MWEB Progress Update Thread 2

February & March 2023 Progress:

v0.21.2.2 Release

We released a new minor version of Litecoin Core (v0.21.2.2) in February which contained some important security fixes. If you haven’t upgraded yet, you can download it here.

v24 Release

I’ve started working on a new major release for Litecoin Core that will contain everything that I’ve been working on this past year:

  • PSBTs - To encourage hardware support for MWEB
  • P2P Support for Light Clients - To allow for mobile and other more user-friendly wallets
  • View Keys - To support “watch-only” wallets that don’t require having access to private spend keys in order to identify transactions you’ve sent or received.
  • Payment Proofs - For traditional litecoin transactions, where proving you sent coins to an address could be done by just signing a message with your private key, and pointing to the transaction on the blockchain which shows the source address (which you just proved to be the owner of), and the destination address and amount. With MWEB, addresses and amounts are all encrypted, so in the case that you need to prove to an arbiter that you made a payment, a more complex proof is needed. This proof is described here.
  • Descriptor wallets - The wallet code, originally written by Satoshi, was very limited, and not designed to support the many script types and features that have since been developed (P2SH, Taproot, BIP32, and now MWEB). Developers have been forced to hack in new wallet features in a messy, unsustainable way. To deal with this, BTC developers introduced “descriptor wallets,” which provide a more extensible replacement for the existing wallet backend. You can read more about them here. With Litecoin Core v24, we’ll be enabling descriptor wallets, and extending them to handle MWEB addresses, which should help solve a number of limitations we had with our initial MWEB wallet design.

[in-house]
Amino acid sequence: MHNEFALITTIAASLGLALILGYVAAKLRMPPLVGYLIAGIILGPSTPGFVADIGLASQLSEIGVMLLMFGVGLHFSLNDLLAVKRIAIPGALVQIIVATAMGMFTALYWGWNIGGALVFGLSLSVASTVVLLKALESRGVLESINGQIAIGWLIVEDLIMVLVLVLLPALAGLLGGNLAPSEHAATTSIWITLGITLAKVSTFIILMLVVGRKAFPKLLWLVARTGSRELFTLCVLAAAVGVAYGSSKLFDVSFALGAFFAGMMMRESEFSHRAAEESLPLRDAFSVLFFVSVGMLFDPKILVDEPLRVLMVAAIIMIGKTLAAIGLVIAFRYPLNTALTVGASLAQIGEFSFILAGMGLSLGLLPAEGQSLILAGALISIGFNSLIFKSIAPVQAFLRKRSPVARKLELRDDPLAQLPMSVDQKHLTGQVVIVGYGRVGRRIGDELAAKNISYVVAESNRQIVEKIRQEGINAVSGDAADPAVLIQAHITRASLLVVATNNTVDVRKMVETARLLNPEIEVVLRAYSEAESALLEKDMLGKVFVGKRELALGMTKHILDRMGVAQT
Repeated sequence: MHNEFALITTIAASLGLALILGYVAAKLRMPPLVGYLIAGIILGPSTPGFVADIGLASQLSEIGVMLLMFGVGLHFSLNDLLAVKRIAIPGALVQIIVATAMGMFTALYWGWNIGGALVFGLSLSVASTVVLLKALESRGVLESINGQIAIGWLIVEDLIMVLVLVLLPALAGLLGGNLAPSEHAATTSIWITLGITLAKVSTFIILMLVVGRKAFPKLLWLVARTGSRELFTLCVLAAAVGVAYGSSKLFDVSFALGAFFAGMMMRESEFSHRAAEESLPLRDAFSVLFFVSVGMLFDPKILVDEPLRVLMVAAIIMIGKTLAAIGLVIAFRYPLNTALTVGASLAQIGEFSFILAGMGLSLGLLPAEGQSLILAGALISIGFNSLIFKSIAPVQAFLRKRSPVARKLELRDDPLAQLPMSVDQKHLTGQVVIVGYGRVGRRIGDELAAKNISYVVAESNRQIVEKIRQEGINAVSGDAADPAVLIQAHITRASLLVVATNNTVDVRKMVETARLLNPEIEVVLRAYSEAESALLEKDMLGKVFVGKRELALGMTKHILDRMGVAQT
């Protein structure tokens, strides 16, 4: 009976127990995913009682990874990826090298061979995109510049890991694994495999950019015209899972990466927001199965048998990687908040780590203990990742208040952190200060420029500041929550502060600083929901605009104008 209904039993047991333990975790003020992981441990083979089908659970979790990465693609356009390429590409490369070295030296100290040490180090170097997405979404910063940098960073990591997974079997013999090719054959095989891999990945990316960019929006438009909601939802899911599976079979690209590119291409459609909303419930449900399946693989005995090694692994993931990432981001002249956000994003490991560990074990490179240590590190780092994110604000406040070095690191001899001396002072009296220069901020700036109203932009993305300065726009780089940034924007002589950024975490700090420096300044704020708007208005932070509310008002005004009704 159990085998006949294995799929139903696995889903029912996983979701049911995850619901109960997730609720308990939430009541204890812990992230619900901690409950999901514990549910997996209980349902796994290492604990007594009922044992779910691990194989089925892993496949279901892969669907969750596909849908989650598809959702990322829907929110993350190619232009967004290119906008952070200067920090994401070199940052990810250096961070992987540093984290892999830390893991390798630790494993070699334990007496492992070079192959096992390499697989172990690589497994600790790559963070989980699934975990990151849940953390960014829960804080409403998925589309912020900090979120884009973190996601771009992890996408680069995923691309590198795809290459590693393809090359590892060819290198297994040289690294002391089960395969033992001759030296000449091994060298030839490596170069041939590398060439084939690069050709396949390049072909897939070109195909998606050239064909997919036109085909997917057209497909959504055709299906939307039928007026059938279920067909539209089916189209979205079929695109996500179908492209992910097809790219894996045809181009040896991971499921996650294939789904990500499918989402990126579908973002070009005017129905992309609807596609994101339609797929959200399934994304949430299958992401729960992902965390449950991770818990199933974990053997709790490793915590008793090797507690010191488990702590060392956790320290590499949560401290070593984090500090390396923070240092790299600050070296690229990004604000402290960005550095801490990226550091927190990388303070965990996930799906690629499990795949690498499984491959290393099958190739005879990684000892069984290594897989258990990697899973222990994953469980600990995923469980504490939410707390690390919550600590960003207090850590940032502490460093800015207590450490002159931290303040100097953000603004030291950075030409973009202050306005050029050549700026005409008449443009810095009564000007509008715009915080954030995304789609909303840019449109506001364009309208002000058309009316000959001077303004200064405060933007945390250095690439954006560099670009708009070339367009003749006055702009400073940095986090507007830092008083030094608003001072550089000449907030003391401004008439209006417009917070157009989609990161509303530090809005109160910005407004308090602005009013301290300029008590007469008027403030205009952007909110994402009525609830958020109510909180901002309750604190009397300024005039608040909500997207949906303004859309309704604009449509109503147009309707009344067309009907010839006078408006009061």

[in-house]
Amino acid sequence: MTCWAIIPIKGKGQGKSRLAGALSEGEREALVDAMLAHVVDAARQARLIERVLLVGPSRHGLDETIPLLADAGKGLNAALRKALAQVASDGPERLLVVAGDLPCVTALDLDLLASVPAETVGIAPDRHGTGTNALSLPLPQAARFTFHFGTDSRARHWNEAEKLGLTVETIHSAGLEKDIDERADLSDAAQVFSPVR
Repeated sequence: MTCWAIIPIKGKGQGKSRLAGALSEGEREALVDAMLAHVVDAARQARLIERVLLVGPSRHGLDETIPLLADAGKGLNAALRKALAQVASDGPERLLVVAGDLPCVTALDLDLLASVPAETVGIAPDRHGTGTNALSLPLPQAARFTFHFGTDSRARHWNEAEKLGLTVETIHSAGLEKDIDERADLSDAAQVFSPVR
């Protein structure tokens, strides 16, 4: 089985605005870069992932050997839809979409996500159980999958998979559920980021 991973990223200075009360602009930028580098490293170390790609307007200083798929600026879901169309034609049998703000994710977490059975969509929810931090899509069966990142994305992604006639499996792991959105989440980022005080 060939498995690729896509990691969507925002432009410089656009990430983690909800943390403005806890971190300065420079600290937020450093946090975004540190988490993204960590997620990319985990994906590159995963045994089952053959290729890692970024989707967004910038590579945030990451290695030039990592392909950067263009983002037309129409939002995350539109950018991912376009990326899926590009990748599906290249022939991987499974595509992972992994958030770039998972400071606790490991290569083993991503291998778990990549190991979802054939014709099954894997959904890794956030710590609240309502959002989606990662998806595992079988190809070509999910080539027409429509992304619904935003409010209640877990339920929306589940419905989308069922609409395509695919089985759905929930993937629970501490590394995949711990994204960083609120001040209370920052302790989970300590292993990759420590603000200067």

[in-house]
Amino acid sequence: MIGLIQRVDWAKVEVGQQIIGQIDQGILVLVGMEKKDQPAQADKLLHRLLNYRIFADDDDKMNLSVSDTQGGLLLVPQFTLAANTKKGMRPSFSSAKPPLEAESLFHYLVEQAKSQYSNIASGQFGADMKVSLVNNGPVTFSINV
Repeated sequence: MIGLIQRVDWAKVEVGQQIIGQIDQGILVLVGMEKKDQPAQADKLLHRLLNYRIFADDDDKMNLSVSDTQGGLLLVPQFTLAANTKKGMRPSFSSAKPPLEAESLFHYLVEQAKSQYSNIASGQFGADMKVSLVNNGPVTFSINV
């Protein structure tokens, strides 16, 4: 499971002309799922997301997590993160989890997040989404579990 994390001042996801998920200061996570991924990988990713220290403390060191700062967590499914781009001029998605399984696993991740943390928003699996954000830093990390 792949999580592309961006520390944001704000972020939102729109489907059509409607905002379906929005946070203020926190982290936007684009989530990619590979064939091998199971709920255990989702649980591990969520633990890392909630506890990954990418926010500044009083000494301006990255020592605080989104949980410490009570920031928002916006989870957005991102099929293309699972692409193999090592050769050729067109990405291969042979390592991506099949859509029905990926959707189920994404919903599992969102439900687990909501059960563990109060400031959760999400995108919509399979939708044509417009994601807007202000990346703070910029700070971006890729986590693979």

So far, I’ve added the classic (pre-MWEB) litecoin code changes to the v24 bitcoin code, and am working on fixing tests. I’ll then merge in the already-released MWEB code, followed by the new features listed above, submitting everything for code review after each step. This will be a lengthy process taking us well into the summer, but the end result should be a new release that’s up-to-date with bitcoin core, and will include all of the new MWEB features everyone has been waiting for.